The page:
The occasions on which the Strasbourg Court has differed from the courts here have been few and the valuable dialogue that has grown up between the national and international courts has been reflected in the statistical evidence. Since the Act came into effect, providing remedies for breaches of the Convention at national level, there has been a sharp and welcome decline in the number of cases in which individuals have had to take the long and arduous road to Strasbourg. There has been an even more welcome reduction in the number of cases reaching Strasbourg in which a violation of the Convention has been found against the United Kingdom. Judgments against the UK have become increasingly rare, less than 2% of the cases brought resulting in the finding of a breach of any kind.

But statistics and the results of litigation under the Act are not the only, and certainly not the best, measure of the success of the Act. Through my work as Chair of BIHR, since returning from Strasbourg some ten years ago, I have been able to witness at first hand the extraordinary impact of the Act, outside the confines of any courtroom, whether national or international, in creating a genuine culture of respect for human rights in all parts of the United Kingdom. This has not been achieved through cases that have hit the headlines or that have involved any recourse to litigation. It has been through cases where, as a result of information and support provided by BIHR, individuals and community groups have been empowered to assert directly their own rights, or those of their members, under the Act. As Trustees of the Institute, we have heard numerous personal accounts of changes that have been brought about in practices, decisions, actions or lack of action on the part of public authorities that infringe the Act - changes that have profoundly affected individual lives and that would not have been possible without the Act.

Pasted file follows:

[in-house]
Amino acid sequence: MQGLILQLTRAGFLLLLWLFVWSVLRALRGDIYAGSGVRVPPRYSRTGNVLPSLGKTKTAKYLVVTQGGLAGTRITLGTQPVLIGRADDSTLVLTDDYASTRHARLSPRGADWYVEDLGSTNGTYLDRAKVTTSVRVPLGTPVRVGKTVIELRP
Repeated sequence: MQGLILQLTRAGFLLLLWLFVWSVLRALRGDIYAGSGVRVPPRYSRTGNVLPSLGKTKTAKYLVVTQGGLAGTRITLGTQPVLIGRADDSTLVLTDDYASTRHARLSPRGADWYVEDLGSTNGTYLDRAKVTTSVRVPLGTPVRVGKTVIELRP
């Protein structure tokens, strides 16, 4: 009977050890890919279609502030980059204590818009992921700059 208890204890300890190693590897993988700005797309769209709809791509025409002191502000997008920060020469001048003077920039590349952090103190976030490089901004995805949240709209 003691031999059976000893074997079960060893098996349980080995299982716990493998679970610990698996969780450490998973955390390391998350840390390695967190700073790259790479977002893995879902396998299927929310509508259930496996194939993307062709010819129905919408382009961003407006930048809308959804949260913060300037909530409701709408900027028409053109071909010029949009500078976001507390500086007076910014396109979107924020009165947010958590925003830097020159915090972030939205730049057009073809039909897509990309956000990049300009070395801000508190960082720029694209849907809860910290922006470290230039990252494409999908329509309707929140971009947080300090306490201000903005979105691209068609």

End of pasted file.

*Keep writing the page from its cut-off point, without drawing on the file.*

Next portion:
Of equal importance have been cases where, as a direct result of training provided by BIHR on the application of the Act, the police, social services, health authorities and other public bodies have themselves been led and encouraged to respect and uphold the rights guaranteed by the Convention, by making changes in policies and practices inconsistent with its provisions.

This vital role played by the Act in developing a human rights culture in the United Kingdom was expressly recognised by the independent panel established to review the operation of the Human Rights Act. In its Report of December 2021, the panel noted that the vast majority of submissions in response to the call for evidence “spoke strongly in support of the HRA, emphasising that it was not to be viewed through the prism of a few high-profile cases; what happened outside the courtroom was every bit as important.”

In the 25 years of its history, the Human Rights Act has brought about immeasurable improvements in human rights protection in the United Kingdom. The clouds that for long overshadowed the future of the Act, with the proposal to replace it with legislation which diminished or curtailed the rights guaranteed, despite the strong public support for the Act itself, have dissipated in recent months. As I leave the organisation that I have been immensely proud to chair, I express the hope not only that that the Act will survive but that it will continue to serve as a beacon for the protection of human rights in our community for the next 25 years and far beyond.